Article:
The UIC School of Architecture promotes architecture as a cultural practice of organizing information, of intelligently identifying and deploying patterns—conceptual, visual, structural, behavioral, and material—in the world. The program prepares its graduates to project all scales of these spatial and organizational patterns through the systematic development of an aesthetic attitude, a technical confidence, and a theoretical opportunism. When deployed creatively, architecture and urbanism are two of the most powerful tools available to remake the world as an artifact of our desires, ethics, and ideologies. Informed by a contemporary and historical understanding of its discipline and location, the School of Architecture ventures to liberate and install new forms of collective association and material arrangement through all media of architectural design and research. Consistent with this commitment, the School recognizes its primary mission to prepare graduates able to think, negotiate, and collaborate through all genres of design; to direct diverse project teams; and to generate design artifacts and arguments with a contemporary cultural and disciplinary resonance. Revolving around an intensive design and studio culture, the School of Architecture is energized by an environment that enjoys animated polemics and debate, characterized by extreme rigor, frequent irreverence, contagious curiosity, and calculated optimism.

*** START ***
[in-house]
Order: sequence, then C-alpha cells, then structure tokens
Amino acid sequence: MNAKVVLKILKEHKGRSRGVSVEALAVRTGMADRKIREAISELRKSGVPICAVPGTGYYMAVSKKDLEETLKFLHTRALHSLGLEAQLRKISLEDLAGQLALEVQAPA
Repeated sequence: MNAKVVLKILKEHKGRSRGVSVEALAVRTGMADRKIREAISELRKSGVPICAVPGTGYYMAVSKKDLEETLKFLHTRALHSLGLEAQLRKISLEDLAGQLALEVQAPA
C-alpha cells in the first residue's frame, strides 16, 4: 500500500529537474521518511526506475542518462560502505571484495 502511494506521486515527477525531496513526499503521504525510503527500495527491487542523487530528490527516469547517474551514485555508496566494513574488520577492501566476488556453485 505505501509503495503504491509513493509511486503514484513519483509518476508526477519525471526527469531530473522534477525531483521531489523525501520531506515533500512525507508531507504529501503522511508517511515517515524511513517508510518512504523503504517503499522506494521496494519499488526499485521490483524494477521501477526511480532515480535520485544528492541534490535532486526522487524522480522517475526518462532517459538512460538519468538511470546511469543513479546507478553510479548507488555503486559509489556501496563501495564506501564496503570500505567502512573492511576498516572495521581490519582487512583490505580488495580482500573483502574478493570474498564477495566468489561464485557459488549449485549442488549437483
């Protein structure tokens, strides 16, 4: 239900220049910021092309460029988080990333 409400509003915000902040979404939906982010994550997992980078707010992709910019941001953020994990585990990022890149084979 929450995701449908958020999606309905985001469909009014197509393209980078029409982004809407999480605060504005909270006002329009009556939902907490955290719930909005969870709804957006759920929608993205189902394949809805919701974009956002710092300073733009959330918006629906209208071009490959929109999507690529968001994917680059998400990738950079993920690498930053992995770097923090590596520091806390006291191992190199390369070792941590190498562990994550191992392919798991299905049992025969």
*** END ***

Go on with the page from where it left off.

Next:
The School of Architecture currently offers two undergraduate degrees and three graduate degrees. The four-year Bachelor of Science in Architecture (BSArch) program provides a pre-professional education in architecture within the broader context of liberal arts courses provided by the University. Consisting of an eight-semester studio sequence in architecture and urbanism supported by coursework in technology and theory, the program provides an intensive introduction to the discipline of architecture. The two-year Bachelor of Arts in Architectural Studies (BA) is an upper-level undergraduate major that uses architecture and related design practices as a lens through with to understand the history of ideas and cultural invention. The BA is ideal for transfer students and is designed to equip graduating students with everything they need to successfully prepare an application to a Master of Architecture program, either at UIC or elsewhere. The Master of Architecture (MArch) is a three-year, NAAB-accredited professional degree for students with either an undergraduate degree in architecture or an undergraduate degree in any other field. The studio-centered curriculum is supported by required and elective coursework in architectural technology and theory. The one-year Master of Science in Architecture (MSArch) program is a post-professional degree designed for holders of a professional degree in architecture or its international equivalent. It is an intensive course of study intended to further students' critical skills and analytical abilities while expanding their architectural expertise. The Master of Arts in Design Criticism (MAD-Crit) is a two-year academic degree that develops textual and visual argumentation in the areas of architecture, urbanism, landscape, and allied design practices. The program is open to postgraduates and mid-career professionals in architecture and related fields (including those already practicing as critics, journalists, or curators) who are interested in re-focusing on research, writing, and publication.